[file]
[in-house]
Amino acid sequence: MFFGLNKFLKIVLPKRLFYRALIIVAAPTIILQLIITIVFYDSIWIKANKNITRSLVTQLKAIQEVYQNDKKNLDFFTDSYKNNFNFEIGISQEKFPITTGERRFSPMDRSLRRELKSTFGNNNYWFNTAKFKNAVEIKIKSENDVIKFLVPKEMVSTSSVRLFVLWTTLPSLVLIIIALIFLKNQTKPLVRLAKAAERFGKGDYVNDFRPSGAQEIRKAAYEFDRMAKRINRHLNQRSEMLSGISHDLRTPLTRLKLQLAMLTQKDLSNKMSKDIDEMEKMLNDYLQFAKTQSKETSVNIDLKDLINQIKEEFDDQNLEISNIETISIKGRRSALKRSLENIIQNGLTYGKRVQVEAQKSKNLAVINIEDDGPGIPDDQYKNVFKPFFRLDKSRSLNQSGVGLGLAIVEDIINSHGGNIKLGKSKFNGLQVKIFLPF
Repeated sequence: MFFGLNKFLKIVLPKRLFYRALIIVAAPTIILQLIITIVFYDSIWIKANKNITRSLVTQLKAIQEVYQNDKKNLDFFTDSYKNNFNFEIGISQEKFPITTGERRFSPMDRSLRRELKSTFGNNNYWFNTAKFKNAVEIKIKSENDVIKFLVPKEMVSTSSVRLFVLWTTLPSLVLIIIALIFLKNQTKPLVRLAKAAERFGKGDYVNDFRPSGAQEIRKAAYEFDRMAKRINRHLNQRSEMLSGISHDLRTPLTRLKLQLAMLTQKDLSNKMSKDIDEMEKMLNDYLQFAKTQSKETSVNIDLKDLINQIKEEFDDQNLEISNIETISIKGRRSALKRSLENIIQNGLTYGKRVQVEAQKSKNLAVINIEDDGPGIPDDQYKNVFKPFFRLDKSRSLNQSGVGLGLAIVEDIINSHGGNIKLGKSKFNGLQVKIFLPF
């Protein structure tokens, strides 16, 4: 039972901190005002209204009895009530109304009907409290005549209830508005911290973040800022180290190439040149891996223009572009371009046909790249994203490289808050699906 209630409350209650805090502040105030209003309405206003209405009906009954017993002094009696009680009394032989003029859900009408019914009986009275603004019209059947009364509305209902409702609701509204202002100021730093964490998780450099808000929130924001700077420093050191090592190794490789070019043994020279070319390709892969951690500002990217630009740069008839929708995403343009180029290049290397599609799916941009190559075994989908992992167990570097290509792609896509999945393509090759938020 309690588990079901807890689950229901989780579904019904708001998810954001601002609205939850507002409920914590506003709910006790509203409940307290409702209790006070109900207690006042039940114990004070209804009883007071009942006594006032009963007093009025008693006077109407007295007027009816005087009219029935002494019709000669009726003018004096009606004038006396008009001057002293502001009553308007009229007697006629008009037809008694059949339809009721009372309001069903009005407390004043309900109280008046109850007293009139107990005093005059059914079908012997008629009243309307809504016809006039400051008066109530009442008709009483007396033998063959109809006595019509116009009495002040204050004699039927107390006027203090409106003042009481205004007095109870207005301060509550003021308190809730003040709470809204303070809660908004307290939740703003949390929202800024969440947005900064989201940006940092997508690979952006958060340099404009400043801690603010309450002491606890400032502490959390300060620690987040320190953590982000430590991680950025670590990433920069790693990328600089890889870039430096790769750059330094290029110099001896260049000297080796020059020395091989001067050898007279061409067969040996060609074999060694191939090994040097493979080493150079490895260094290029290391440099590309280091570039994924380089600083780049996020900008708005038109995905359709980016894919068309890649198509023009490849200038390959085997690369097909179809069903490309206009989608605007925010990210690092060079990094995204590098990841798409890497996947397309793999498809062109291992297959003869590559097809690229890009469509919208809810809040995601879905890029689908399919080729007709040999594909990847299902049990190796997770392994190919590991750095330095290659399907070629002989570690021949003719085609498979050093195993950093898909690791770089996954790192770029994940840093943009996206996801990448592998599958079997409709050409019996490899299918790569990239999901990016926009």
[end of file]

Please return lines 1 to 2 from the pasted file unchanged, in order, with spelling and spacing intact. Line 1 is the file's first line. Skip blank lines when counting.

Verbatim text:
[in-house]
Amino acid sequence: MFFGLNKFLKIVLPKRLFYRALIIVAAPTIILQLIITIVFYDSIWIKANKNITRSLVTQLKAIQEVYQNDKKNLDFFTDSYKNNFNFEIGISQEKFPITTGERRFSPMDRSLRRELKSTFGNNNYWFNTAKFKNAVEIKIKSENDVIKFLVPKEMVSTSSVRLFVLWTTLPSLVLIIIALIFLKNQTKPLVRLAKAAERFGKGDYVNDFRPSGAQEIRKAAYEFDRMAKRINRHLNQRSEMLSGISHDLRTPLTRLKLQLAMLTQKDLSNKMSKDIDEMEKMLNDYLQFAKTQSKETSVNIDLKDLINQIKEEFDDQNLEISNIETISIKGRRSALKRSLENIIQNGLTYGKRVQVEAQKSKNLAVINIEDDGPGIPDDQYKNVFKPFFRLDKSRSLNQSGVGLGLAIVEDIINSHGGNIKLGKSKFNGLQVKIFLPF